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Flying between Australia and the Lone Star State

written by Owen Zupp | July 12, 2018

This week’s Throwback Thursday article is from the April 2014 edition of Australian Aviation, where Owen Zupp investigates what it takes to operate between Australia and Dallas/Fort Worth in Texas.

Qantas Boeing 747-400ER VH-OEI takes off from Sydney Airport. (Seth Jaworski)
Qantas Boeing 747-400ER VH-OEI takes off from Sydney Airport. (Seth Jaworski)

It’s just a number on a flightplan, but it’s a big one – 7,554. That’s how many nautical miles it is from Sydney to Dallas/Fort Worth in Texas and for the metrically-minded, that’s a touch less than 14,000 kilometres.

With a nudge from a slight tailwind, it will take the 747-400ER (Extended Range) about 14 hours and 40 minutes to cover the Pacific Ocean and reach America’s Lone Star state. And yet it is the flight into wind, home to Brisbane, which will surpass 15 hours in a routine act of tremendous endurance. This is the longest haul.

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The Lone Star State

Crossing the Pacific is not a new endeavour for Qantas. It has been doing it for decades in all manner of craft from the Lockheed Constellation to the Airbus A380. However, these flights traditionally terminated on reaching the continental United States, be it Los Angeles or San Francisco. From these west coast gateways, passengers were then able to access the rest of the US through a wide range of connections and codeshares.

The move to take the long haul to America that step further began in 2011 when Qantas launched QF7, a direct service to Dallas/Fort Worth (DFW), Texas. On the surface, DFW may have seemed a curious choice, but once the surface is scratched a little deeper the logic becomes obvious. For Dallas is home to the giant American Airlines, both in terms of its official headquarters and as a massive hub to the rest of the United States.

One of the world’s largest airports, DFW boasted 650,000 aircraft movements and 57 million passengers through its doors in 2011, with its daily aircraft movements peaking at around 2,000. These are incredible numbers at an airport that allows direct access to nearly 200 US destinations and with more streamlined customs queues than one would find on the West Coast.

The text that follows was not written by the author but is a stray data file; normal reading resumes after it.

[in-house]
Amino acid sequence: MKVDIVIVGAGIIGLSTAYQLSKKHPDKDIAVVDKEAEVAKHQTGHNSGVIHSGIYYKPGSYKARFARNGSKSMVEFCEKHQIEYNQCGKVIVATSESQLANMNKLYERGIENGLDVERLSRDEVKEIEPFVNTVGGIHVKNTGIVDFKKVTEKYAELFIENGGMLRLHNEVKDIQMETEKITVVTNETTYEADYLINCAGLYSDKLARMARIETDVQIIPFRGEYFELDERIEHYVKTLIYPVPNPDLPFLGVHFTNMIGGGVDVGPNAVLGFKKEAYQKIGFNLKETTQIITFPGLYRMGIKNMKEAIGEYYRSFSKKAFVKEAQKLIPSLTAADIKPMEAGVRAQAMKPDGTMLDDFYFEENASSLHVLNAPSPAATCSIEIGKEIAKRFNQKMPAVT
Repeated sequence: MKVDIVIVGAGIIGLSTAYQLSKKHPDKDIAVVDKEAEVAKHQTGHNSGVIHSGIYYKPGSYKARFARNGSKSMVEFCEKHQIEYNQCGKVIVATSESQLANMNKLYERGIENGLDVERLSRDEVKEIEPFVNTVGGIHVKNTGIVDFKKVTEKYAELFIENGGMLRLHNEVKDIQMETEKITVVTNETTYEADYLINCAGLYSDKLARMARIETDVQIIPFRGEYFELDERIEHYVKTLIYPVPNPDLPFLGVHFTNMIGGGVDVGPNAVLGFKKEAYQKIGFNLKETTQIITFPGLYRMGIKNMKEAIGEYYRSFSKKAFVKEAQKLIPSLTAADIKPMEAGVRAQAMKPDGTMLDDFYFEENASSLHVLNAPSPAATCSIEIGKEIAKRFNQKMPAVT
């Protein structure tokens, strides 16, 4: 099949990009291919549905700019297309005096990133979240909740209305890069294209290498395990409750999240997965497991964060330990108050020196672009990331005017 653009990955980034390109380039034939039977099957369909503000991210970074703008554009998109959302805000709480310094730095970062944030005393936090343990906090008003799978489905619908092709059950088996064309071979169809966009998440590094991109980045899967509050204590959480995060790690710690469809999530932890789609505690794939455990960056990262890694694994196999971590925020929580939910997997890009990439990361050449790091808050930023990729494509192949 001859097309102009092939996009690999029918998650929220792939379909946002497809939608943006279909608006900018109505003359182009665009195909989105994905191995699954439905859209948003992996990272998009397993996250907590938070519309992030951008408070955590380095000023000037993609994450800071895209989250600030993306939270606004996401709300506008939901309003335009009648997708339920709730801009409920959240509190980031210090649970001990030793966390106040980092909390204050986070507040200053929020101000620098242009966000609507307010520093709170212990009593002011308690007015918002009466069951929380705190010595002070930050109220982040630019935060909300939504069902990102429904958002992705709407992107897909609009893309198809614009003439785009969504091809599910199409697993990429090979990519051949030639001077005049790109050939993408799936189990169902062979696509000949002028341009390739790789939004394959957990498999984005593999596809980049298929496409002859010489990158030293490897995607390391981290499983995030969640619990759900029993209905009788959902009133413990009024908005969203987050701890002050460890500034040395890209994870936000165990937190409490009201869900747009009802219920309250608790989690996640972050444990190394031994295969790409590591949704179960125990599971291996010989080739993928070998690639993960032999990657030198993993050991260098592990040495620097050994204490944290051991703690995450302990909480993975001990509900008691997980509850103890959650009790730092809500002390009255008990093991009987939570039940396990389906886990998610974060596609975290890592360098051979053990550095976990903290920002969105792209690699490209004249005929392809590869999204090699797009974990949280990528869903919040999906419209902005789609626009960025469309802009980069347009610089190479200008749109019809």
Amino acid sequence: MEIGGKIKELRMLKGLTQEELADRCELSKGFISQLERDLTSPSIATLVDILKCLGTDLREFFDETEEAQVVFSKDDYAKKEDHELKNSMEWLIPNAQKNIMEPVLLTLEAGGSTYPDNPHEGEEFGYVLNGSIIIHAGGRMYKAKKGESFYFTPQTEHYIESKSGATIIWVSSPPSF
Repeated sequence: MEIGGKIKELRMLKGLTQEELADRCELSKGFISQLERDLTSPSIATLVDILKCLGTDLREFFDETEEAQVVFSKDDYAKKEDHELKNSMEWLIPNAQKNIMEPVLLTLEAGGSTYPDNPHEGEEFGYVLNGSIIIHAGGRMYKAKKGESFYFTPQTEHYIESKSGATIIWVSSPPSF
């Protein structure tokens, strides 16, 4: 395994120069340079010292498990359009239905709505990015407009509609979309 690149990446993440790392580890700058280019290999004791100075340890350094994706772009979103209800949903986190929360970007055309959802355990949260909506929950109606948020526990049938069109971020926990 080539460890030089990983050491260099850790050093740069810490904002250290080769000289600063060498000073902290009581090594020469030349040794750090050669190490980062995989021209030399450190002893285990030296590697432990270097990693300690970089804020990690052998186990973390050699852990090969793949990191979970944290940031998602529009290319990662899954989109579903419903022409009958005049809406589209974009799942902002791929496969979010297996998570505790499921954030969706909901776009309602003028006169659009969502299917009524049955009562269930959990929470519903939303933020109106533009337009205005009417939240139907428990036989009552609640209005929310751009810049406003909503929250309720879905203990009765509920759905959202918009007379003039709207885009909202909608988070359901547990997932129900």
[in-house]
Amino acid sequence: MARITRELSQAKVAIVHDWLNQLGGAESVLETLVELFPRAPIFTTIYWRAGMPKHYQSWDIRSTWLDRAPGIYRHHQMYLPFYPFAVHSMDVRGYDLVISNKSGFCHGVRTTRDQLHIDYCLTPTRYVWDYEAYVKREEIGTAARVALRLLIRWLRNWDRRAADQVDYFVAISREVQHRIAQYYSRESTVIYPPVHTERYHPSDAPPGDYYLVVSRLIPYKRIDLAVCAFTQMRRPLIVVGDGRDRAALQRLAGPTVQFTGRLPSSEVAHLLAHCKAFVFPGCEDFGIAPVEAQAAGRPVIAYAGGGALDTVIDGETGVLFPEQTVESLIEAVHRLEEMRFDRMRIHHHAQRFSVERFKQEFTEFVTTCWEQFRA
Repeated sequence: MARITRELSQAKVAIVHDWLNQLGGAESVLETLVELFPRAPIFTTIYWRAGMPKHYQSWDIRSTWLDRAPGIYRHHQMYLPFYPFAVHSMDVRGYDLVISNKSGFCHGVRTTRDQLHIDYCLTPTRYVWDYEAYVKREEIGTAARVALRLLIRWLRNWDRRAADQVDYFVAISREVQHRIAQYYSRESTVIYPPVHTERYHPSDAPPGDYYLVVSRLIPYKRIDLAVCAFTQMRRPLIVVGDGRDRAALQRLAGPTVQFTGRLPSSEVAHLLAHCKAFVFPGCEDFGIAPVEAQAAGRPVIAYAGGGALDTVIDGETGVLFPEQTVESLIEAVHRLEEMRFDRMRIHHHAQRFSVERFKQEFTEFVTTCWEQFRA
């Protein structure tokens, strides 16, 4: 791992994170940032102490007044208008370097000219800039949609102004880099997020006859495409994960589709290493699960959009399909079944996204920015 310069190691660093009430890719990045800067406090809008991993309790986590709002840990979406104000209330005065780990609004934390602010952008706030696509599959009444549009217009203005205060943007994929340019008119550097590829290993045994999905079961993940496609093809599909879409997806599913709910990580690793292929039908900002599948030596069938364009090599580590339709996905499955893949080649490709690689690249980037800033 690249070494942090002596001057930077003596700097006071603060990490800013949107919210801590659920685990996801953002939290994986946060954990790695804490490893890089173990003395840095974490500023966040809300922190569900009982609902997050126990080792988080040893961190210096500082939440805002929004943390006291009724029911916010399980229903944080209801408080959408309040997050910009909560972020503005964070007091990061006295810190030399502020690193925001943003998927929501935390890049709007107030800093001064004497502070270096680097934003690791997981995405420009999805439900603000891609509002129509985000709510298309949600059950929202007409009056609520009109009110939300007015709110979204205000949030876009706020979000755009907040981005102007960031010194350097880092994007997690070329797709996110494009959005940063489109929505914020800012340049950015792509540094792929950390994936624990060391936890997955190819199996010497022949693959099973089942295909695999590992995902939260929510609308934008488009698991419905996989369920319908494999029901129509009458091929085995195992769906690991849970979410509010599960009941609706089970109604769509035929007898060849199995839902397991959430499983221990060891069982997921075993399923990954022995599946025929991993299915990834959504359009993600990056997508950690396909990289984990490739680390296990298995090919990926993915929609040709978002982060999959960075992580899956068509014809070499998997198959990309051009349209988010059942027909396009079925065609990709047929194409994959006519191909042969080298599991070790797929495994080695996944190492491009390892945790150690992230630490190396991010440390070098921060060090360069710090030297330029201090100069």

The airport itself is spread across 70 square kilometres, well clear of the urban sprawl and with tremendous potential for further growth. There is room to expand its already generous seven runways, while its series of terminals are serviced by a dedicated rail system. It is a purpose-built airport, unencumbered by the hurdles so often encountered by growing airports in an urban age.

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Commercially, the direct service to DFW also ties the mining communities of Western Australia and the United States into a “one-stop” journey via the Australian east coast. This return journey is the QF8 service to Brisbane and by virtue of headwinds becomes the most challenging leg to flight plan.

A file image of Dallas/Fort-Worth Airport in the early evening. (DFW Airport)
Dallas/Fort-Worth Airport, seen here in the early evening, has about 650,000 aircraft movements each year. (DFW Airport)

Getting there and back

Making the Dallas service a reality begins days prior to each flight in the flight dispatch offices of Qantas. Whether flying from Sydney to Canberra or Dallas to Brisbane, each journey is met with a series of planning challenges.

For the Dallas service that challenge is safely flying an aeroplane on a sector distance that equates to roughly a third of the earth’s circumference in a single leap. All the while the task calls for sufficient available alternate airports and required fuel reserves, factoring in the variables of seasonal climates and winds.